A refectory is a dining room
A dining room is a room for consuming food. In modern times it is usually adjacent to the kitchen for convenience in serving, although in medieval times it was often on an entirely different floor level...
, especially in monasteries
Monastery denotes the building, or complex of buildings, that houses a room reserved for prayer as well as the domestic quarters and workplace of monastics, whether monks or nuns, and whether living in community or alone .Monasteries may vary greatly in size – a small dwelling accommodating only...
, boarding school
A boarding school is a school where some or all pupils study and live during the school year with their fellow students and possibly teachers and/or administrators. The word 'boarding' is used in the sense of "bed and board," i.e., lodging and meals...
s and academic institutions. One of the places the term is most often used today is in graduate seminaries
A seminary, theological college, or divinity school is an institution of secondary or post-secondary education for educating students in theology, generally to prepare them for ordination as clergy or for other ministry...
. It is derived from the Latin reficere: to remake or restore, via Late Latin
Late Latin is the scholarly name for the written Latin of Late Antiquity. The English dictionary definition of Late Latin dates this period from the 3rd to the 6th centuries AD extending in Spain to the 7th. This somewhat ambiguously defined period fits between Classical Latin and Medieval Latin...
refectorium, which means a place one goes to be restored.
Refectories and monastic culture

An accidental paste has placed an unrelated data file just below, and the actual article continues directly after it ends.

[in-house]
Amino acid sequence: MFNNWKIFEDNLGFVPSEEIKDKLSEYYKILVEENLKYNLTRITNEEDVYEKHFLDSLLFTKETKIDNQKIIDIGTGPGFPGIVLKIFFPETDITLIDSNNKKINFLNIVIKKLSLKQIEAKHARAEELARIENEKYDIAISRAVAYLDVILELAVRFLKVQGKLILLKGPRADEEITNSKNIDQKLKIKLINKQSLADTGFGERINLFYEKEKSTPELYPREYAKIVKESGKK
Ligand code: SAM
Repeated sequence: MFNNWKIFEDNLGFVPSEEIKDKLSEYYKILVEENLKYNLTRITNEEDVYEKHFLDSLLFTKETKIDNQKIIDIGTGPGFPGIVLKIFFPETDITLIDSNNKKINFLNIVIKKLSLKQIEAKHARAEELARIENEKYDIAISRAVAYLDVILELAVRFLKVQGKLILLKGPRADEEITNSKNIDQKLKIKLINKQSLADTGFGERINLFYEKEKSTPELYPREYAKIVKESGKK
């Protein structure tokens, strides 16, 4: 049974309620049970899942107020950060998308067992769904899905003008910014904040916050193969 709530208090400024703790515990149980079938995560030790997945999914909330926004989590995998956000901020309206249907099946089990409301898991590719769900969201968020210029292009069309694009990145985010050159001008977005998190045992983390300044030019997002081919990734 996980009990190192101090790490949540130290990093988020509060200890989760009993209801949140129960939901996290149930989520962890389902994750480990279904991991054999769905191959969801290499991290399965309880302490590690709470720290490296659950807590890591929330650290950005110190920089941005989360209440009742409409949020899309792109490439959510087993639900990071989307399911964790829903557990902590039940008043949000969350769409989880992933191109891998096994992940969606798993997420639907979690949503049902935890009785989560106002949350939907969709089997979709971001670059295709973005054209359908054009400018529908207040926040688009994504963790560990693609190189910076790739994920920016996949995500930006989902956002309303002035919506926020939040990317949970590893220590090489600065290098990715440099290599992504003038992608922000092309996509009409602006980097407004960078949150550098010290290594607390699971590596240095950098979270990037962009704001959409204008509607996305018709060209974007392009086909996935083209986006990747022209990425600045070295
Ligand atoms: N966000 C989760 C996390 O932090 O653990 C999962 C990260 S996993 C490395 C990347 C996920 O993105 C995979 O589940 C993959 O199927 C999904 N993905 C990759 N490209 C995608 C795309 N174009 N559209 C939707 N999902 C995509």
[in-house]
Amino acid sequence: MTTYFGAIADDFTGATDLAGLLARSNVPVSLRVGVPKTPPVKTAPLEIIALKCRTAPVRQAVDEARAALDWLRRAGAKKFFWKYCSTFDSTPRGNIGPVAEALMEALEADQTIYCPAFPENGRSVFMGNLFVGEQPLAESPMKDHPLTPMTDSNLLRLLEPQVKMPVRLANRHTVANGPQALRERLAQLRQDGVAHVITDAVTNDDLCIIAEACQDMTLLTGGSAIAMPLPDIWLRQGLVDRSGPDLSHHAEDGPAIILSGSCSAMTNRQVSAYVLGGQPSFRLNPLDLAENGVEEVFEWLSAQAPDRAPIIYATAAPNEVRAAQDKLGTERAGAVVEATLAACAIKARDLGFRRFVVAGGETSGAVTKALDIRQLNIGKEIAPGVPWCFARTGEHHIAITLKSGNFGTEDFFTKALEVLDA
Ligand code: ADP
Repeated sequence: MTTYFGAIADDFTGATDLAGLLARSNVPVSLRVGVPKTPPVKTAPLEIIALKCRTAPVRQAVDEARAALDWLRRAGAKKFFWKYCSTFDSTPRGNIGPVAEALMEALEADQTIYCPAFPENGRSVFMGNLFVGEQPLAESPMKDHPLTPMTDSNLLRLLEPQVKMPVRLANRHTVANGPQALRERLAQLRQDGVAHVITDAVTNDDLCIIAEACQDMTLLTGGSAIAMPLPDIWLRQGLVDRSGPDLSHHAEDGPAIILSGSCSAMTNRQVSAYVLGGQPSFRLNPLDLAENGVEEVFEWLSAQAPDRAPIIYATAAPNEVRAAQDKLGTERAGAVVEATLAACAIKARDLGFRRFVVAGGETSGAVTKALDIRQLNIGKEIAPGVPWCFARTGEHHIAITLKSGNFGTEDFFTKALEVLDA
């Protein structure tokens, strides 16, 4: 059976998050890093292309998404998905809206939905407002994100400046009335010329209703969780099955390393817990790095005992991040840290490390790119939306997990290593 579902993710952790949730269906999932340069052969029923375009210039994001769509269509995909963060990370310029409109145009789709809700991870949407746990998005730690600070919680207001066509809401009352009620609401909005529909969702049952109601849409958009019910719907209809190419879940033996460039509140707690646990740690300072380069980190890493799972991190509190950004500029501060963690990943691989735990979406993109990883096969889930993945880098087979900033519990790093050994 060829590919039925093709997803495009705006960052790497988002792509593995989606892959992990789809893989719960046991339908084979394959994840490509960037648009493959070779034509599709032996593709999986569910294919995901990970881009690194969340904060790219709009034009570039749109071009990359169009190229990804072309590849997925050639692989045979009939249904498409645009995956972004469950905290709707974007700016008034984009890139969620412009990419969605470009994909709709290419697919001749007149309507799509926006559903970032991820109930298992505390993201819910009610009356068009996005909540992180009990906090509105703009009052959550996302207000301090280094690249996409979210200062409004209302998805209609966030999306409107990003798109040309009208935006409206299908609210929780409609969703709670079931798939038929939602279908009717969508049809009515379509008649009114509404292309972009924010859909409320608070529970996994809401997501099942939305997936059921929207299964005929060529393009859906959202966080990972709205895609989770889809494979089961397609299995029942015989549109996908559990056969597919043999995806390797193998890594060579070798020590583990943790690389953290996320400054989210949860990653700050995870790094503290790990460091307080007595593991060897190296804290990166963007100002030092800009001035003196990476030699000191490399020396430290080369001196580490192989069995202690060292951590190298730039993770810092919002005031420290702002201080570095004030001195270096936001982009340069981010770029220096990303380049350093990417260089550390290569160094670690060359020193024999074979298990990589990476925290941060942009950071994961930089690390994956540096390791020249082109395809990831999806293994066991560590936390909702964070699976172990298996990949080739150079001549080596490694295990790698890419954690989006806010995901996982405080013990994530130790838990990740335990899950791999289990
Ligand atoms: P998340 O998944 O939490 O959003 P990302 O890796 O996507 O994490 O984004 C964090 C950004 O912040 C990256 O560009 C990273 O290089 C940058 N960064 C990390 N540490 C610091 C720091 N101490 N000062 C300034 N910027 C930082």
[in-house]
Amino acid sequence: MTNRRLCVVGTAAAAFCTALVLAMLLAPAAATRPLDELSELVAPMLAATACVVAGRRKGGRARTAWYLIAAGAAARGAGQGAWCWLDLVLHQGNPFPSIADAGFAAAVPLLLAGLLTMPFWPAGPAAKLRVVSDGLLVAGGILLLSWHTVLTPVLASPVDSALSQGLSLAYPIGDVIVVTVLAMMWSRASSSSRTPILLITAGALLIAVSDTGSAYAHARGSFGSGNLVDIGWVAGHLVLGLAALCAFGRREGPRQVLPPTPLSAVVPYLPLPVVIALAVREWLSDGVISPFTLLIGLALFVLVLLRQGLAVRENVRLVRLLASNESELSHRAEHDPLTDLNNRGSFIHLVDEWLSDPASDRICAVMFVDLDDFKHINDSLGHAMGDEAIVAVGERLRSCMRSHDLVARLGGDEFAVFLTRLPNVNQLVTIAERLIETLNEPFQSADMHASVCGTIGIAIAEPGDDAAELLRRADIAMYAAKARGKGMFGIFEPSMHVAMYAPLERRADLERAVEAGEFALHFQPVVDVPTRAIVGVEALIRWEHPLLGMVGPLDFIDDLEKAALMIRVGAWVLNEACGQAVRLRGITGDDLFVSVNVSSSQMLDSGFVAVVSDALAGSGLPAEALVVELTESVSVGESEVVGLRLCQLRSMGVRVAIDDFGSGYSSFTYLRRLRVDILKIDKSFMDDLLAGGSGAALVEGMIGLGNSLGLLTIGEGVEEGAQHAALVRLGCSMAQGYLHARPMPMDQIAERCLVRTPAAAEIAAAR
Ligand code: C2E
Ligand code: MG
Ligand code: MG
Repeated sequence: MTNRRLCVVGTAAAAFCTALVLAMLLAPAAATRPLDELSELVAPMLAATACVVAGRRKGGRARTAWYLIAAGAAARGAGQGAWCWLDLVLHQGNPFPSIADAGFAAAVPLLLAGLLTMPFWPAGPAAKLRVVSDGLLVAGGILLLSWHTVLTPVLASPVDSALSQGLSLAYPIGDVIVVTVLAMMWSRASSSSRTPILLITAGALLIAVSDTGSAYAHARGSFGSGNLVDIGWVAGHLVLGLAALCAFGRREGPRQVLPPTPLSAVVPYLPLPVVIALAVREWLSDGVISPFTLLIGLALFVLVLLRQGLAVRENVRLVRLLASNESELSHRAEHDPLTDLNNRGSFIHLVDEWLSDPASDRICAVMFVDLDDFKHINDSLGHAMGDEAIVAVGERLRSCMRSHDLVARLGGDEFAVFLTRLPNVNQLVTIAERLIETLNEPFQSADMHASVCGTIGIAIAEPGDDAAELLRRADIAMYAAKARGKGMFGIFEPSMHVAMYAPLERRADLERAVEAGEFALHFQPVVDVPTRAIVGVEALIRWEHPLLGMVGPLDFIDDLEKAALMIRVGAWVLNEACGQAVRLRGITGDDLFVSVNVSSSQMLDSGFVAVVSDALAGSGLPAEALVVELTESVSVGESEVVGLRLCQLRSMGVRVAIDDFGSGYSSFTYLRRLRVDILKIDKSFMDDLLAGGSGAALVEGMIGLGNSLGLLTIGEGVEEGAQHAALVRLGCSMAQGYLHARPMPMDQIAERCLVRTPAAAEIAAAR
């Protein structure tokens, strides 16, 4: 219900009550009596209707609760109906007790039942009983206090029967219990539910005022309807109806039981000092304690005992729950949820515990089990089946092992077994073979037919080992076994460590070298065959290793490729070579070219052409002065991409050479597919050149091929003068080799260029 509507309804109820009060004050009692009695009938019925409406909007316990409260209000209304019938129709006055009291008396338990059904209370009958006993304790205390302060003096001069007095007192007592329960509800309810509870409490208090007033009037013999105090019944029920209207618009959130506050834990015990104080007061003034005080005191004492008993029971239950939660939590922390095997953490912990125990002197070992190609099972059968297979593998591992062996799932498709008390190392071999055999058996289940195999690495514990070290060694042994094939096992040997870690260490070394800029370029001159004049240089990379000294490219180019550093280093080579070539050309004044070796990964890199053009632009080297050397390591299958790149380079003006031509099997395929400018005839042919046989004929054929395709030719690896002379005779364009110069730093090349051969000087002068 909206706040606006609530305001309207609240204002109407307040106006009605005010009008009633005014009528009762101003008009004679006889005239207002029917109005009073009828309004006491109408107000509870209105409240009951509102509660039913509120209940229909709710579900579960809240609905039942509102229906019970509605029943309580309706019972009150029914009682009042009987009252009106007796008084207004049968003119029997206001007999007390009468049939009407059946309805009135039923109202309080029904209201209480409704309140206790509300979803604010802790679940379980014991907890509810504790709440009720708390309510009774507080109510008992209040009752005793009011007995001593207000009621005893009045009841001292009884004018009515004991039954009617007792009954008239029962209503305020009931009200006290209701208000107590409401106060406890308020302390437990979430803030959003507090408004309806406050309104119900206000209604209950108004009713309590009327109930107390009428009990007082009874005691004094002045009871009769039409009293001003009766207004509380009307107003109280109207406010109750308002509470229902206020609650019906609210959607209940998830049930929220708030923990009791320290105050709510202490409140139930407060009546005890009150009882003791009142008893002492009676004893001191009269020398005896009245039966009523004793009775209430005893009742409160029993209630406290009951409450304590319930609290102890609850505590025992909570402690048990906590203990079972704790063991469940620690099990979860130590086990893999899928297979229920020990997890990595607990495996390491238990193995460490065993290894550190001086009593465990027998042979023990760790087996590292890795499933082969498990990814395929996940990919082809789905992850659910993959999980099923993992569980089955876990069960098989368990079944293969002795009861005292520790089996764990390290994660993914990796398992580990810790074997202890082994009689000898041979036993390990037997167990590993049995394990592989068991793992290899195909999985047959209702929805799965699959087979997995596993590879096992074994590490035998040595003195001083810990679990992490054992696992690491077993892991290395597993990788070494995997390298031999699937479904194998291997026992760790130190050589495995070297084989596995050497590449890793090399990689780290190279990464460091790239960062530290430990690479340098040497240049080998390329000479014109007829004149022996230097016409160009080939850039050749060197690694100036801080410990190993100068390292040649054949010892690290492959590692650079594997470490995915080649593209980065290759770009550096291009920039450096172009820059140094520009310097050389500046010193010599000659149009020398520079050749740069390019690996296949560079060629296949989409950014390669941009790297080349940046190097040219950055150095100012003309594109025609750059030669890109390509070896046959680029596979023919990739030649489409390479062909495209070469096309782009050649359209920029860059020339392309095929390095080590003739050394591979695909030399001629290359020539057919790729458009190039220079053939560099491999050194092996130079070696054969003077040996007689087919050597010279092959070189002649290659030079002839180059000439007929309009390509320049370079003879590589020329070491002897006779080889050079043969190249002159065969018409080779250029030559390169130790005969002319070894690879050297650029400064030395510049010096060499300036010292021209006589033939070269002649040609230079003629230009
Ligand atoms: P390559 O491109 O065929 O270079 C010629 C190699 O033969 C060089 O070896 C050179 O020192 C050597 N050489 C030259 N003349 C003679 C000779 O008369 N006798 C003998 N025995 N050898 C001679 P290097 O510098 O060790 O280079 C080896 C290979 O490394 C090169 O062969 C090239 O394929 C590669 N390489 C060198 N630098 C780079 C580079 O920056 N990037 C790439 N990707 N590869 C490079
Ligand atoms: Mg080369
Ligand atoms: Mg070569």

Communal meals provided one of the times in which all the monks of an establishment were together. Diet and eating habits differed somewhat by order
Monasticism is a religious way of life characterized by the practice of renouncing worldly pursuits to fully devote one's self to spiritual work...
, and more widely by time period. The Benedictine
Benedictine refers to the spirituality and consecrated life in accordance with the Rule of St Benedict, written by Benedict of Nursia in the sixth century for the cenobitic communities he founded in central Italy. The most notable of these is Monte Cassino, the first monastery founded by Benedict...
rule may be described as illustrative.
The Rule of St Benedict
Rule of St Benedict
The Rule of Saint Benedict is a book of precepts written by St. Benedict of Nursia for monks living communally under the authority of an abbot. Since about the 7th century it has also been adopted by communities of women...
orders two meals. Dinner
Dinner is usually the name of the main meal of the day. Depending upon culture, dinner may be the second, third or fourth meal of the day. Originally, though, it referred to the first meal of the day, eaten around noon, and is still occasionally used for a noontime meal, if it is a large or main...
was provided for year-round; supper
Supper is the name for the evening meal in some dialects of English - ordinarily the last meal of the day. Originally, in the Middle Ages, it referred to the lighter meal following dinner, where until the 18th century dinner was invariably eaten as the midday meal.The term is derived from the...
was also served from late spring to early fall, except for Wednesdays and Fridays. The diet originally consisted of simple fare: two dishes, with fruit as a third course if available. The food was simple, with the meat of mammals forbidden to all but the sick. Moderation in all aspects of diet was the spirit of Benedict's law. Meals were eaten in silence, facilitated sometimes by hand signals. A single monk might read from the Scriptures or writings of the saints aloud during the meals.
By the middle of the twelfth century, this early austerity had been softened. The softening occurred primarily because of the expansion of the Calendar of saints
Calendar of saints
The calendar of saints is a traditional Christian method of organizing a liturgical year by associating each day with one or more saints and referring to the feast day of said saint...